C.A.R.E.S.: A Tool for the Care of the Dying

Bonnie Freeman, RN, DNP, ANP, ACHPN, Compassionate Person-Centered Care for the Dying


The use of supplemental oxygen during the dying process is often ineffective but may help to minimize the family’s fears of their loved one suffering.

  • Review goals of care established by the patient and family for supplemental O2.
  • Consider use of a fan.
  • Provide nasal cannula per M.D.’s orders.
  • Reposition patient as needed.

The dying process results in irregular breathing with periods of apnea. Secretions often pool in the back of the patient’s throat resulting in loud congestive sounds. Patients can become restless and anxious. Consider obtaining orders for:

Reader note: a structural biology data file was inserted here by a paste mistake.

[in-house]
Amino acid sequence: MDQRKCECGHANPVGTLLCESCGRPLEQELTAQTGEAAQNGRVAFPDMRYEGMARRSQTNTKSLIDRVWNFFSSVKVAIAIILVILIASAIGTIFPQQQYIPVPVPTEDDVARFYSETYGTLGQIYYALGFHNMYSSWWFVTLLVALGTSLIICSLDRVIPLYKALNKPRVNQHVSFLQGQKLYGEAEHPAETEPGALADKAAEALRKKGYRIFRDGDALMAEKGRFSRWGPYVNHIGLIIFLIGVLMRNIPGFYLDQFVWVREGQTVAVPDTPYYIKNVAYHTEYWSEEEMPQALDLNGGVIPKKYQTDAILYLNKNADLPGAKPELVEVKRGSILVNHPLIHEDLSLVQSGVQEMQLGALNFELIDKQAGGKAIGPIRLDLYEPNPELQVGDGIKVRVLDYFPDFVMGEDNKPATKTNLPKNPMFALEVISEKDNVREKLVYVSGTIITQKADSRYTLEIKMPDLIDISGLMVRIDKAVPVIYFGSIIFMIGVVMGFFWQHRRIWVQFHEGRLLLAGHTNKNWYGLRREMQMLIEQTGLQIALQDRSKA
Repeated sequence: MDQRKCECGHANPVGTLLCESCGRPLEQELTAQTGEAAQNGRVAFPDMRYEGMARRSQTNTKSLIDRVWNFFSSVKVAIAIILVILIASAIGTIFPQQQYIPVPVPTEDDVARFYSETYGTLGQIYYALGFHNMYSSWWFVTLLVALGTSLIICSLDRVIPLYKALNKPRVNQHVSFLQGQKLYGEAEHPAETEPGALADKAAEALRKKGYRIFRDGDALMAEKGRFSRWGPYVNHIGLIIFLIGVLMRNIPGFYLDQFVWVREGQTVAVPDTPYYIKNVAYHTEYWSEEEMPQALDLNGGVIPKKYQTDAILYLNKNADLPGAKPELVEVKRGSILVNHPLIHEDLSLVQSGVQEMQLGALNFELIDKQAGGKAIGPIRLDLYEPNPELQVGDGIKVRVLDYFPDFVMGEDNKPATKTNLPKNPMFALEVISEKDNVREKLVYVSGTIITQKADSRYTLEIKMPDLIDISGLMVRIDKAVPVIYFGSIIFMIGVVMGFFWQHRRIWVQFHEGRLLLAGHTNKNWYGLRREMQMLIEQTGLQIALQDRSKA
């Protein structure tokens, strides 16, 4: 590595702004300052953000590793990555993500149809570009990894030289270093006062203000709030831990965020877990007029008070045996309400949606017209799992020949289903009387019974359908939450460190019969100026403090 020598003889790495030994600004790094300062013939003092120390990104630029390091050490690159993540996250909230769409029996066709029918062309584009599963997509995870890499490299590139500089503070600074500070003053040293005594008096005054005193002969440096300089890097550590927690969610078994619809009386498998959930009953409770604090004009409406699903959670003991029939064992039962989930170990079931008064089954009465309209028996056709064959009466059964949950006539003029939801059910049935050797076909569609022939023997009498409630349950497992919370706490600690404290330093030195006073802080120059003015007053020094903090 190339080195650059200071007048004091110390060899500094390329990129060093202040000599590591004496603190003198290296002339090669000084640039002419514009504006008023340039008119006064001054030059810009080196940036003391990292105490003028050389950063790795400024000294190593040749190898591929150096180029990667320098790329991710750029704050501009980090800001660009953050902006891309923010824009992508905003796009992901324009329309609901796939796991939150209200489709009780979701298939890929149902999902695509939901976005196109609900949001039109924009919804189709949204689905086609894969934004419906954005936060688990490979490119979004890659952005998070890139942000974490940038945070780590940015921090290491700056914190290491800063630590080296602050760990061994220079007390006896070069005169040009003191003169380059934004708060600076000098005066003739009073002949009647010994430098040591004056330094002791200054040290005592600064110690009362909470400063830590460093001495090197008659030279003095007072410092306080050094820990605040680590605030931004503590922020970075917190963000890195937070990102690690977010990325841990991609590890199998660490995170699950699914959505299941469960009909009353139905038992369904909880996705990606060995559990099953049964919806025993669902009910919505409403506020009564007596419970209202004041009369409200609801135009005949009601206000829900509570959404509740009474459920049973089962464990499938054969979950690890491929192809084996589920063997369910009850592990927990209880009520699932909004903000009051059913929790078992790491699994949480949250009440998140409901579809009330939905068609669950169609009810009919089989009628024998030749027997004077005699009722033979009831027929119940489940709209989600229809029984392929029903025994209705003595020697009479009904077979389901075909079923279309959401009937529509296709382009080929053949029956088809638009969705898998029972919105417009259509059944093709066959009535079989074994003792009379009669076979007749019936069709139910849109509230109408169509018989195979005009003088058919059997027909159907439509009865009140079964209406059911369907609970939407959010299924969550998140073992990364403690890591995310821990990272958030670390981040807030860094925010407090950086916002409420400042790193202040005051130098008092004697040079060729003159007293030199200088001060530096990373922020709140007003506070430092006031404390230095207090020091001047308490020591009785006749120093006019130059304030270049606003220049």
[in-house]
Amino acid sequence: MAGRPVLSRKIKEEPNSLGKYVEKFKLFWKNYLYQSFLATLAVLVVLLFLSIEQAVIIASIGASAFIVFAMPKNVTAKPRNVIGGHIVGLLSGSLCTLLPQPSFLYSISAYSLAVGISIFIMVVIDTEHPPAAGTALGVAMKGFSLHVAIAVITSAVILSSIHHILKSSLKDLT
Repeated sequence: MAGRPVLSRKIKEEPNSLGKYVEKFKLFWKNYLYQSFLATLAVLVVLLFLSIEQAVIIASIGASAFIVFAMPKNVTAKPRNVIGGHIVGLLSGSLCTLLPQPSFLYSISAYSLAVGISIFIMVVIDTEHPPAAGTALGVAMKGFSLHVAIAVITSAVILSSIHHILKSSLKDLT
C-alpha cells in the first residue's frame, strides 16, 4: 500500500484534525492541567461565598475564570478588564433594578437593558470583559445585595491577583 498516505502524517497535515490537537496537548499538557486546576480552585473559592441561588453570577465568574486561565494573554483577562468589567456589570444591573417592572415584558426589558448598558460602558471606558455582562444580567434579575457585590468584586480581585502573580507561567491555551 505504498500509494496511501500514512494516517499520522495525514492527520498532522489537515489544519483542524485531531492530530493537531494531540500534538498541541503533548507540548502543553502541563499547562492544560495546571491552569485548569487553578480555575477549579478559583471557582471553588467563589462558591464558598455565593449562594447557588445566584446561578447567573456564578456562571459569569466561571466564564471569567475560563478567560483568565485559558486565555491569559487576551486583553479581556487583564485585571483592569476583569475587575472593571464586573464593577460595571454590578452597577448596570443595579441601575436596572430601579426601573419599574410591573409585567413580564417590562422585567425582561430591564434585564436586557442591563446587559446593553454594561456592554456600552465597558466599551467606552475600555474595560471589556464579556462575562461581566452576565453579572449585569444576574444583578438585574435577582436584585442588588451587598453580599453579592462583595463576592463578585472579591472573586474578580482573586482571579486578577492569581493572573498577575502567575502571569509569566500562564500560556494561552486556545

• Glycopyrrolate, scopolamine patch or Atropine 1% ophthalmic solution.
  • Morphine IV or Sub-q: The patient is dying and will stop breathing due to their disease and the dying process, and not from receiving morphine.
  • Consider using anti-anxiety agents and/or antipsychotics.
  • Provide family education as needed. Some common issues to address are:
    • Breathing patterns of the dying. Breathing becomes progressively irregular, shallow and slowed. Episodes of apnea will extend. This is all from brain stem activity. It is involuntary and the patient is not suffering.
    • Emphasize the calming effects of touch and talking to the patient.